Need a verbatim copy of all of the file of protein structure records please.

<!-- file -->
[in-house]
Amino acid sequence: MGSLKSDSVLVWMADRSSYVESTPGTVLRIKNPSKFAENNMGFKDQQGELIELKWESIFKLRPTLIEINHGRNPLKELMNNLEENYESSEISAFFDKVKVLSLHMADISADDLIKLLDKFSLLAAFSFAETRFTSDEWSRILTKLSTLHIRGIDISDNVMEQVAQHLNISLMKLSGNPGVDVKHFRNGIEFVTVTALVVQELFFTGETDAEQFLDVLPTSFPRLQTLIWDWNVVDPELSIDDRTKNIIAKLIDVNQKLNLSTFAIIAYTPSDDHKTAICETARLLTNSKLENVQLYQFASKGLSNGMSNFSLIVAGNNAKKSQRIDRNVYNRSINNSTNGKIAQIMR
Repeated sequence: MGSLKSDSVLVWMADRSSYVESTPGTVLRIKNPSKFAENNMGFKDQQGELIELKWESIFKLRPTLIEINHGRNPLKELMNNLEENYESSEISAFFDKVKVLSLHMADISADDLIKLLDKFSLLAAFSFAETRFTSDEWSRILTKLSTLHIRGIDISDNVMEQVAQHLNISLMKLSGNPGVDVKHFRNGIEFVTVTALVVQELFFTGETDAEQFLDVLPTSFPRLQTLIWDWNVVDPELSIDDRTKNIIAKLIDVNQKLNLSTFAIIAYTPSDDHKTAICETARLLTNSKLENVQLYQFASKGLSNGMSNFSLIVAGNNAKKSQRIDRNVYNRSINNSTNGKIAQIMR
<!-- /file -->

[in-house]
Amino acid sequence: MGSLKSDSVLVWMADRSSYVESTPGTVLRIKNPSKFAENNMGFKDQQGELIELKWESIFKLRPTLIEINHGRNPLKELMNNLEENYESSEISAFFDKVKVLSLHMADISADDLIKLLDKFSLLAAFSFAETRFTSDEWSRILTKLSTLHIRGIDISDNVMEQVAQHLNISLMKLSGNPGVDVKHFRNGIEFVTVTALVVQELFFTGETDAEQFLDVLPTSFPRLQTLIWDWNVVDPELSIDDRTKNIIAKLIDVNQKLNLSTFAIIAYTPSDDHKTAICETARLLTNSKLENVQLYQFASKGLSNGMSNFSLIVAGNNAKKSQRIDRNVYNRSINNSTNGKIAQIMR
Repeated sequence: MGSLKSDSVLVWMADRSSYVESTPGTVLRIKNPSKFAENNMGFKDQQGELIELKWESIFKLRPTLIEINHGRNPLKELMNNLEENYESSEISAFFDKVKVLSLHMADISADDLIKLLDKFSLLAAFSFAETRFTSDEWSRILTKLSTLHIRGIDISDNVMEQVAQHLNISLMKLSGNPGVDVKHFRNGIEFVTVTALVVQELFFTGETDAEQFLDVLPTSFPRLQTLIWDWNVVDPELSIDDRTKNIIAKLIDVNQKLNLSTFAIIAYTPSDDHKTAICETARLLTNSKLENVQLYQFASKGLSNGMSNFSLIVAGNNAKKSQRIDRNVYNRSINNSTNGKIAQIMR